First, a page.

After months of grueling debate and discord over expanding Medicaid in Virginia, Republicans got their way.
The GOP-led House and Senate approved a budget that not only lacks funding to expand Medicaid but also requires General Assembly approval in the future—an attempt to block Democratic Gov. Terry McAuliffe from implementing the Affordable Care Act component through an executive order.
McAuliffe, who must sign any budget for it to take effect, vows he isn’t giving up, saying he will “take the actions [he deems] necessary, but this fight is far from over.”
“Virginians deserve better than representatives who put narrow ideology ahead of what is best for our families, economy and budget,” the governor said in a statement.
McAuliffe has just a few days to alter the budget, and any alterations have to be approved by both chambers of the General Assembly.
One amendment in the General Assembly-passed budget also nullifies the authority of the Medicaid Innovation and Reform Commission—a bipartisan, bicameral committee Republicans established as a way to get Democrats to vote for former Gov. Bob McDonnell’s transportation bill last year—to expand Medicaid.
The sudden resignation last week of Democratic State Sen. Phil Puckett cleared the path for Republican control of both chambers and, ultimately, the passing of a budget, 21-18. Democratic State Sen. Lynwood Lewis, who won his seat by 11 votes this year in a special election, sided with Republicans on the vote—much to the chagrin of his Democratic colleagues.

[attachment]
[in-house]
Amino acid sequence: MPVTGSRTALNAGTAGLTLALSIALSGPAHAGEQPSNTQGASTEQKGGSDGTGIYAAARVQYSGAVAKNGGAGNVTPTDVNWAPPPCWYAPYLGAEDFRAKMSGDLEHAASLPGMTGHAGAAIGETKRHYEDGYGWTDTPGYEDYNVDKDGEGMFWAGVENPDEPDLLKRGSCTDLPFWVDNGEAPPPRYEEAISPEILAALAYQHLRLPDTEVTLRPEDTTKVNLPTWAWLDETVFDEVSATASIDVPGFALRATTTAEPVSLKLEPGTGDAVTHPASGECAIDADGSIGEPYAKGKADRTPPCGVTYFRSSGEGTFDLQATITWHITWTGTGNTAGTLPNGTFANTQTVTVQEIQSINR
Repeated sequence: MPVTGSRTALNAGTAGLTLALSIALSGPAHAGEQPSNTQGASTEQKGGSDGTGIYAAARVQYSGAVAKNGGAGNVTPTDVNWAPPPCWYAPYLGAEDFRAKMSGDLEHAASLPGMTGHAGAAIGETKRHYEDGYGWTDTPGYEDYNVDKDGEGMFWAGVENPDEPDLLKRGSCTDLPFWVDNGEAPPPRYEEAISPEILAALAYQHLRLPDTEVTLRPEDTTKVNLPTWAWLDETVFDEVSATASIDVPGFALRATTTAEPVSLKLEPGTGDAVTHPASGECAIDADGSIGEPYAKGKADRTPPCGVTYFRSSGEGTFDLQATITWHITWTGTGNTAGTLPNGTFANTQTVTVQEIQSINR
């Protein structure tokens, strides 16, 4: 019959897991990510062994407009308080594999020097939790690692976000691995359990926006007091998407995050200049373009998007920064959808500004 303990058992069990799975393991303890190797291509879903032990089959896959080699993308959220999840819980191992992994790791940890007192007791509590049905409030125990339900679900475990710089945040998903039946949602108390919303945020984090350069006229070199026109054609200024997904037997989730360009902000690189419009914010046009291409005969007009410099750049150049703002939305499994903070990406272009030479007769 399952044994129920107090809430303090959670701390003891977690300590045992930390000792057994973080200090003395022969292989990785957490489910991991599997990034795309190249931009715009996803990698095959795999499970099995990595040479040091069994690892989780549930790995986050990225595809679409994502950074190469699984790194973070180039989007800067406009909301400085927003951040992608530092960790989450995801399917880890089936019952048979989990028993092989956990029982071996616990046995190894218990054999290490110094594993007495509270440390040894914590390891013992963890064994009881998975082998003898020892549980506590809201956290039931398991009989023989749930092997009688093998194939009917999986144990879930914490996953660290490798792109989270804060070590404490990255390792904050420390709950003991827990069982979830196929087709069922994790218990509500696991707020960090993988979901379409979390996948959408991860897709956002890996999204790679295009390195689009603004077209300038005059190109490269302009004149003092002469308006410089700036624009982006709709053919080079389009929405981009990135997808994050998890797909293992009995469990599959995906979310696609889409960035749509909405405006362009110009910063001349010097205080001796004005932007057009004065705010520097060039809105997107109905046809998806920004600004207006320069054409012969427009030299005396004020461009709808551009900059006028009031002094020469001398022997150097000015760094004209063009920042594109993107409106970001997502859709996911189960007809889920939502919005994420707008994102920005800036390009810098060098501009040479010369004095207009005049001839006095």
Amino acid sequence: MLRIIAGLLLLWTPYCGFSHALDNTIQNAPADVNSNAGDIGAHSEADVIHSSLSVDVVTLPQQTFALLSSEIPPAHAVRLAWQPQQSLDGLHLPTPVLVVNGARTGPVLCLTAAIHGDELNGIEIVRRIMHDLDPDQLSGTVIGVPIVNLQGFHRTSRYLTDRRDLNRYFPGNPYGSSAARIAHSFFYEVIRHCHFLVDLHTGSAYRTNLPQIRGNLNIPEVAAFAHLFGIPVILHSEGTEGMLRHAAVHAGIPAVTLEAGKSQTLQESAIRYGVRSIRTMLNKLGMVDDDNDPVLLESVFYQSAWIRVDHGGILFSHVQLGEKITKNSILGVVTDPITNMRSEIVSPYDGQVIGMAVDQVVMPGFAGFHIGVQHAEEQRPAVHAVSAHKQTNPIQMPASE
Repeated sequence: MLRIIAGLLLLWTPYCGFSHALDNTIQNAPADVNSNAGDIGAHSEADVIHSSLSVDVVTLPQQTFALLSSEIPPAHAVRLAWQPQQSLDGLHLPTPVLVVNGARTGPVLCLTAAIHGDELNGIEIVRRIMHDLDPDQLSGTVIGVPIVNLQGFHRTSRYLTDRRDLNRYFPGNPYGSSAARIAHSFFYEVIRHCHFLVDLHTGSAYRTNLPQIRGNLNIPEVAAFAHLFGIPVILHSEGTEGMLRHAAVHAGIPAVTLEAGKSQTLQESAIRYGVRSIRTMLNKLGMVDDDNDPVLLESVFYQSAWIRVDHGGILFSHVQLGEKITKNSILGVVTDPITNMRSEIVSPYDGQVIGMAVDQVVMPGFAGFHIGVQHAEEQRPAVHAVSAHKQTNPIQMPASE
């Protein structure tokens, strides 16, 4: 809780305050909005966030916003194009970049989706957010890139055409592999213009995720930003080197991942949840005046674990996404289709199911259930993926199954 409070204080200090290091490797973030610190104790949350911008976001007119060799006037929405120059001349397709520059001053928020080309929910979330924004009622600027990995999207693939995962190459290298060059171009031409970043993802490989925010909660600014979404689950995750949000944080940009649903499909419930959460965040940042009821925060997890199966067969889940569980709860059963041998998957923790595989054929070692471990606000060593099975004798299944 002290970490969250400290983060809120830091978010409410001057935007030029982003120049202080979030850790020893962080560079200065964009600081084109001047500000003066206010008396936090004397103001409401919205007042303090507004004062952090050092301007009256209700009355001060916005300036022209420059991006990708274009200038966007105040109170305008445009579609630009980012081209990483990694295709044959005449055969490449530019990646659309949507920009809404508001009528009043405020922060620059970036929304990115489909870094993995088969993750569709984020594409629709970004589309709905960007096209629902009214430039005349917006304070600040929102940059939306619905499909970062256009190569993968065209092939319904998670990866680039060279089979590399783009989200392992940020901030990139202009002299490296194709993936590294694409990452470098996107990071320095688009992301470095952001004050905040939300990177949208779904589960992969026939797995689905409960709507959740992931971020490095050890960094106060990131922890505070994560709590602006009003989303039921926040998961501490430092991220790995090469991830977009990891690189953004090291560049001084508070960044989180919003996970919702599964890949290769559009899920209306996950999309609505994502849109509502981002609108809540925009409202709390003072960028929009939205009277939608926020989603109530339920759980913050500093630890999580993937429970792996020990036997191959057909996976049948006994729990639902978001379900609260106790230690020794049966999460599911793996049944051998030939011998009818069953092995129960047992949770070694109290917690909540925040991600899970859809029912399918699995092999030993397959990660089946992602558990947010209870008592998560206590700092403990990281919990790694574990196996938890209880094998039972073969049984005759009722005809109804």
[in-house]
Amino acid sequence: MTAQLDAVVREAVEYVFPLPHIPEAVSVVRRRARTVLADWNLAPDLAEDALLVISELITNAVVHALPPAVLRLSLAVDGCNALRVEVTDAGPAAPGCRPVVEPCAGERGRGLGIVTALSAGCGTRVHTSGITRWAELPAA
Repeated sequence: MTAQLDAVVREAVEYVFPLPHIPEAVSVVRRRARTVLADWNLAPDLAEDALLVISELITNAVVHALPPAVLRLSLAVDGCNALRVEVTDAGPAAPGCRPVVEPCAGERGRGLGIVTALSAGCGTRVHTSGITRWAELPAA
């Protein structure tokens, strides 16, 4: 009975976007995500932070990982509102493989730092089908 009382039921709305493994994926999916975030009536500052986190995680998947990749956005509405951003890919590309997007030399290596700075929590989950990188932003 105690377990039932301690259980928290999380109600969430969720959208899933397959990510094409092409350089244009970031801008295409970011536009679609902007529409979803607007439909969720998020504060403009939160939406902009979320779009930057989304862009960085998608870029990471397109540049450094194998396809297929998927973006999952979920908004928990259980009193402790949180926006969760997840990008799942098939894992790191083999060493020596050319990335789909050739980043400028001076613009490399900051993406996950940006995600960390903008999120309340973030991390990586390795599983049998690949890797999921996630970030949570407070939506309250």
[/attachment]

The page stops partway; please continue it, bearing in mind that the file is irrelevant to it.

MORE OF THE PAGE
“Within the Senate Republican caucus, it took some extreme patience,” said Sen. Tommy Norment, once again the majority leader after Puckett’s resignation. “It took some ability to try to evolve a consensus. We had some very divergent opinions. We had three senators who had been very deliberately and passionately advocating Marketplace Virginia as an alternative, Medicaid expansion, and then I had 16 other senators who were equally passionate in resisting the expansion of Marketplace Virginia or Medicaid.”
“To try to bring those two extremes together was the most challenging experience I have had in 23 years in the Senate of Virginia,” Norment continued. “Ultimately, both perspectives came to appreciate that while there was a difference in opinions about Marketplace Virginia and Medicaid expansion, the one overriding consideration was that Virginia must have a budget, and we needed a budget now.”
The new budget balances much lower-than-expected revenues—about $1.5 billion lower than expected over the next two years—by dipping deeply into the state’s Rainy Day Fund and holding off on raises for teachers and state employees, among other things.
If McAuliffe makes any amendments that lead to Medicaid expansion, Republicans have vowed to block him.
“I am strongly encouraging the governor to sign the budget without any substantial amendments and without inserting Obamacare’s Medicaid expansion,” said House Majority Leader Kirk Cox. “If he includes Medicaid expansion, the House will reject that amendment. That will cause even further delays in adopting the budget.”